• Risk #1: they're expensive. For most people, prescription drugs are one of the most expensive options out there. This is especially true if you don't have a very good health plan or if you are paying for your prescription medications 100% out-of-pocket.
  • Risk #2: dangerous side effects. The side effects of many prescription sleep medications are downright scary. It's not uncommon for people on these medications to perform tasks, such as eating, having a conversation, starting fires, suffering severe injuries from falling, or even driving a car, all while actually still asleep. And if your body is up and moving around, whether you are consciously aware or not, your brain isn't getting the restorative sleep it needs to stay healthy.
  • Risk #3: they react badly with other drugs. Dangerous side effects from prescription sleep aids aren't limited to the drug alone. Most americans over the age of 45 are on at least one prescription medication other than a sleeping pill. And these sleep aids, when combined with other prescription drugs, are much more likely to cause unpleasant or dangerous side effects. This is especially true if you are one of the millions of americans taking prescription drugs for hypothyroidism or nerve pain. Some of these reactions include dizziness, severe drowsiness, lack of coordination, fainting/falling, memory loss, reduced cognitive function, and insomnia.
  • Risk #4: dependency. Whether physiological or psychological, people who start taking prescription drugs often become dependent upon them in order to sleep at all. And given both the expense and the dangerous side effects of these drugs, becoming dependent upon them on top of everything only compounds their potential risk.

As you can clearly see, prescription drugs should only be used if every other option has already failed you.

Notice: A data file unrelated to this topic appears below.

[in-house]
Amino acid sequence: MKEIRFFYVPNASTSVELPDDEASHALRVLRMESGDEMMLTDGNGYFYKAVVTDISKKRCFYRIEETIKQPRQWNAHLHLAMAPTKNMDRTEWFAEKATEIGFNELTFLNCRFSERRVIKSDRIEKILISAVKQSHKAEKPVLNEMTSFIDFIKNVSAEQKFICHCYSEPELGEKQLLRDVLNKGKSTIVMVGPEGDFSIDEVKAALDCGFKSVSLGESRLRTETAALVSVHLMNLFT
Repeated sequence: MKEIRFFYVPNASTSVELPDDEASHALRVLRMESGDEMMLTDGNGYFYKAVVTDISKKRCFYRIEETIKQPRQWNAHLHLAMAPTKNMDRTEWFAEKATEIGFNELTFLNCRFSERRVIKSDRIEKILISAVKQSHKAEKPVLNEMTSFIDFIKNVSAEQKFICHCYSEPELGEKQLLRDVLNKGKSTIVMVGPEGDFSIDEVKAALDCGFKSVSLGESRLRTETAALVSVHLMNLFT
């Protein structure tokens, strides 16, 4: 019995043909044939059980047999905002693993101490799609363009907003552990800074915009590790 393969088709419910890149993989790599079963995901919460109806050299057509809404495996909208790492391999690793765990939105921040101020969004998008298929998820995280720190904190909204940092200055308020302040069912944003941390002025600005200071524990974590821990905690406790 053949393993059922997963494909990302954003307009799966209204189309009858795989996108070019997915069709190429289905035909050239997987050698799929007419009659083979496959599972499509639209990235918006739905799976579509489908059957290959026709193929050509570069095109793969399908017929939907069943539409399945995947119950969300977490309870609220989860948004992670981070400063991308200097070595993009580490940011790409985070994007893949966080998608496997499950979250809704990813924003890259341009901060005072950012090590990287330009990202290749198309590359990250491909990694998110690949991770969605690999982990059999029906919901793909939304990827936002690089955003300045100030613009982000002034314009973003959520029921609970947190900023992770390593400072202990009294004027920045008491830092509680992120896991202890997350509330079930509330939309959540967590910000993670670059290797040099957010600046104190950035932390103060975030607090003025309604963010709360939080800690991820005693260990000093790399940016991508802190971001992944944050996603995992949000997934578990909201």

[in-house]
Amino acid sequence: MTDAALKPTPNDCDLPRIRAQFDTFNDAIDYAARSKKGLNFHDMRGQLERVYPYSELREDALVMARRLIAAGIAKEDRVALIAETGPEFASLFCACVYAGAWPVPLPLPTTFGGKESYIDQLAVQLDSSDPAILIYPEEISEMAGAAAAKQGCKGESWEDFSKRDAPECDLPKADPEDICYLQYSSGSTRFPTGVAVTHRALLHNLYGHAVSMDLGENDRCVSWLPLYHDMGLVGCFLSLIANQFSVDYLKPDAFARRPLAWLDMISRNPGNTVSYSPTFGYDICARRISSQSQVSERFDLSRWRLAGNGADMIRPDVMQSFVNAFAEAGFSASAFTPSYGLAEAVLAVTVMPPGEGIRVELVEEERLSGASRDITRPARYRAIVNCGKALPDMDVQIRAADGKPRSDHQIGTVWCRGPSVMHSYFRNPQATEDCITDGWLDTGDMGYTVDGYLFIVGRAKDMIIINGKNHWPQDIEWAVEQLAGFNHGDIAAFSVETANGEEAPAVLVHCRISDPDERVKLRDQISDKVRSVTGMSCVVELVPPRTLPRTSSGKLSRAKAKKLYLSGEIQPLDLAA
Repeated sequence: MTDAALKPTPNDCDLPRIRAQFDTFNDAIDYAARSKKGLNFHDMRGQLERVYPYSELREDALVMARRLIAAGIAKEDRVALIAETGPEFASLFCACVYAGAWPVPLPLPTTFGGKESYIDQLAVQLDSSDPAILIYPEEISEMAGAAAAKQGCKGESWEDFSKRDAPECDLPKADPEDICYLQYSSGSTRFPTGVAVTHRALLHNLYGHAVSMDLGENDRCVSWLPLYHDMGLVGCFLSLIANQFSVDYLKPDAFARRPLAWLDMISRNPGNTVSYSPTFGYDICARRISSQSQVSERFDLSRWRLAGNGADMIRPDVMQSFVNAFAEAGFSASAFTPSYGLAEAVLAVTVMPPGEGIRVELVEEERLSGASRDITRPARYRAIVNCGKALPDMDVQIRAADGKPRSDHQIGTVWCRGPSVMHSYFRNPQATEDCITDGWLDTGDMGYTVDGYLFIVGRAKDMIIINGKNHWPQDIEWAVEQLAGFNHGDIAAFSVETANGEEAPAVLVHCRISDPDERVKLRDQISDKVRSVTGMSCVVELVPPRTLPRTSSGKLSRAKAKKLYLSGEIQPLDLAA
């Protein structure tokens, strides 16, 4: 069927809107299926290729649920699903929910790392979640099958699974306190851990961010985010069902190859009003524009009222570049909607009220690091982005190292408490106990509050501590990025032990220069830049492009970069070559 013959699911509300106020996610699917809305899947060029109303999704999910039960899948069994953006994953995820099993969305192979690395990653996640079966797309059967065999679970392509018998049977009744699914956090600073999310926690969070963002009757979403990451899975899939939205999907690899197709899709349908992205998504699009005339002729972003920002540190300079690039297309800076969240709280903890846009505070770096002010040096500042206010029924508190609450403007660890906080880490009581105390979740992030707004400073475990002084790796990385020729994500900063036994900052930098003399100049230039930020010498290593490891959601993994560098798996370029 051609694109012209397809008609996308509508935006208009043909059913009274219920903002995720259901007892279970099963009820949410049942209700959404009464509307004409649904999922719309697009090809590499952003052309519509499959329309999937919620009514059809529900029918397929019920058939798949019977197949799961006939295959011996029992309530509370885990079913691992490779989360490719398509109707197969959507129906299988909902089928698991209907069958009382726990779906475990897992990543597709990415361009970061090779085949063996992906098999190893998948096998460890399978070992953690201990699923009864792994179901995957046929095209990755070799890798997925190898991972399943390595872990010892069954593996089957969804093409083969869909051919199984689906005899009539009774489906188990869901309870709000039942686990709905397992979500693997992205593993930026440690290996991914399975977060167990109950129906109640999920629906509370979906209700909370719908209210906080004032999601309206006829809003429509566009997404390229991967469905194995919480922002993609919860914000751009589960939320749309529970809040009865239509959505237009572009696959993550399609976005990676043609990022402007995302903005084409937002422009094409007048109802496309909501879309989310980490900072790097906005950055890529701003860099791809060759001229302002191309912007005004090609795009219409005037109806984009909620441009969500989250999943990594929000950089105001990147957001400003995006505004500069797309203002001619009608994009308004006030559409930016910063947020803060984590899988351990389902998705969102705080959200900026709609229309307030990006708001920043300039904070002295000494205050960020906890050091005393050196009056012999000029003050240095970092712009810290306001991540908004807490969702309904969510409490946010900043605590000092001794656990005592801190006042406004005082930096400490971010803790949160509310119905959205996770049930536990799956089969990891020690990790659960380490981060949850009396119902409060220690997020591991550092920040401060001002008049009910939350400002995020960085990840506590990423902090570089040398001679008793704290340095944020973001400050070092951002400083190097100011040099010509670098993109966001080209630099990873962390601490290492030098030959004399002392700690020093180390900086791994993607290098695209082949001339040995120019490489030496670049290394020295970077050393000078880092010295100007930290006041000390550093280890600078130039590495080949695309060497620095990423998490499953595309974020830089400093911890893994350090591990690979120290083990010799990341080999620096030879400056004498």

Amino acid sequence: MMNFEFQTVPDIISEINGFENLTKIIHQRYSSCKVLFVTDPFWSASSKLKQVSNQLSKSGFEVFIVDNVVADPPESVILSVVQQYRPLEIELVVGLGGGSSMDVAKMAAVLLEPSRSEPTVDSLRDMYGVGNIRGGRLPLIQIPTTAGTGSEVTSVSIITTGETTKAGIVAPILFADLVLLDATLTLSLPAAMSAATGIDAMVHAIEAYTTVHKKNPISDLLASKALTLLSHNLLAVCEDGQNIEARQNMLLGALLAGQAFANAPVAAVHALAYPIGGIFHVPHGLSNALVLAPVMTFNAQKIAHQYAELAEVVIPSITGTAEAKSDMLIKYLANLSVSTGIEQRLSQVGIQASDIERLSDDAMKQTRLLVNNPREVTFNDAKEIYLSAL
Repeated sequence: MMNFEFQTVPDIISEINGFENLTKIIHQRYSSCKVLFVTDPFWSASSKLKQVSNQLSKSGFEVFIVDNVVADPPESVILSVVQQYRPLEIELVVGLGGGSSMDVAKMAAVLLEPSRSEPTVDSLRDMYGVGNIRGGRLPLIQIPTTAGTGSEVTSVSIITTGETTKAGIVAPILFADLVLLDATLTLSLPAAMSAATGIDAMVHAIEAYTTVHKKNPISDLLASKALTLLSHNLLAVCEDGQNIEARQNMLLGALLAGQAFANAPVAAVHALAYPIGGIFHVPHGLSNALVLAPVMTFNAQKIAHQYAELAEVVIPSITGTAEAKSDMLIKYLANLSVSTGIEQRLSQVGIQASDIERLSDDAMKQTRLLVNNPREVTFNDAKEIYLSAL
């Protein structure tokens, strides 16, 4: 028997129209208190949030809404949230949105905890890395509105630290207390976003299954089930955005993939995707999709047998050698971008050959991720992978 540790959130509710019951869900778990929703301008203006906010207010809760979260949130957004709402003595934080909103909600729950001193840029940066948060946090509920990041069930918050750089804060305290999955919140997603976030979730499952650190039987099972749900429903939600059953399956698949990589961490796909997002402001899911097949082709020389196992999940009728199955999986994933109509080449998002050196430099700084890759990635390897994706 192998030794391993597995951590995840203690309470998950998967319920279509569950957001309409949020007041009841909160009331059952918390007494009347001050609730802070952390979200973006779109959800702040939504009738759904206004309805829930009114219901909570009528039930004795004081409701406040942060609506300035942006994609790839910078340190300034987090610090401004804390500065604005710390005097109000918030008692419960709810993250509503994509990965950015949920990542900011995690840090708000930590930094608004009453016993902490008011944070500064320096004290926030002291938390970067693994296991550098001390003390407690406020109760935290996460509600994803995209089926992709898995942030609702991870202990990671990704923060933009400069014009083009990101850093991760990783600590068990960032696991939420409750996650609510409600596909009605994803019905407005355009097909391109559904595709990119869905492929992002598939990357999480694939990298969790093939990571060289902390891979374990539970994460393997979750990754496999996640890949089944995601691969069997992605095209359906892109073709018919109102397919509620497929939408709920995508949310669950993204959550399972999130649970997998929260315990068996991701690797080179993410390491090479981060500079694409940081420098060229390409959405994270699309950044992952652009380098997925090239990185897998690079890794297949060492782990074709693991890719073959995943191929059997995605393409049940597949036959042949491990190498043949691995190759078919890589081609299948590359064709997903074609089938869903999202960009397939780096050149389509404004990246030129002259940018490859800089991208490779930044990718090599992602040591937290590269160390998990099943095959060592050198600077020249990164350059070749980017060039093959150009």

Over-the-Counter Sleep Aids

OTC sleep aids seem like a much better option than prescription ones. After all, they're usually cheaper and much easier to obtain because they don't require a prescription. But the truth is that you should also be wary of over-the-counter sleep aids. Not only can they conflict with your current medications, but they may not be safe for long-term use even when taken by themselves.

With OTC medication, the body develops a tolerance quickly - sometimes in as little as three days or less. On top of all that, claims that these medications are "safe" and "non-habit forming" have not been thoroughly investigated. It's not uncommon for people, especially older adults, to become just as dependent on OTC sleeping pills as their prescription counterparts. Lastly, there is some research to suggest that OTC antihistamine sleep medications have a connection to memory problems and dementia in the elderly.

Natural Sleep Aids

We've saved the best for last. Why focus on a natural sleep remedy instead of a prescription or a drug store sleeping pill, you might be asking? Well, for starters, the average person is already taking one (or several) prescriptions by the age of 45. Coincidentally - or maybe not so coincidentally - people are more vulnerable to stress-induced sleep problems as they get older. And the more medications you pile on, the more likely they are to conflict with one another.

Natural sleep supplements, however, don't have any of these negative consequences. Herbal sleep aids, especially those containing the ingredients mentioned earlier in this article, have very few (if any) side effects or interaction warnings. If you've been searching for natural sleep remedies and keep coming up short, we might have some recommendations for you to try. Learn more.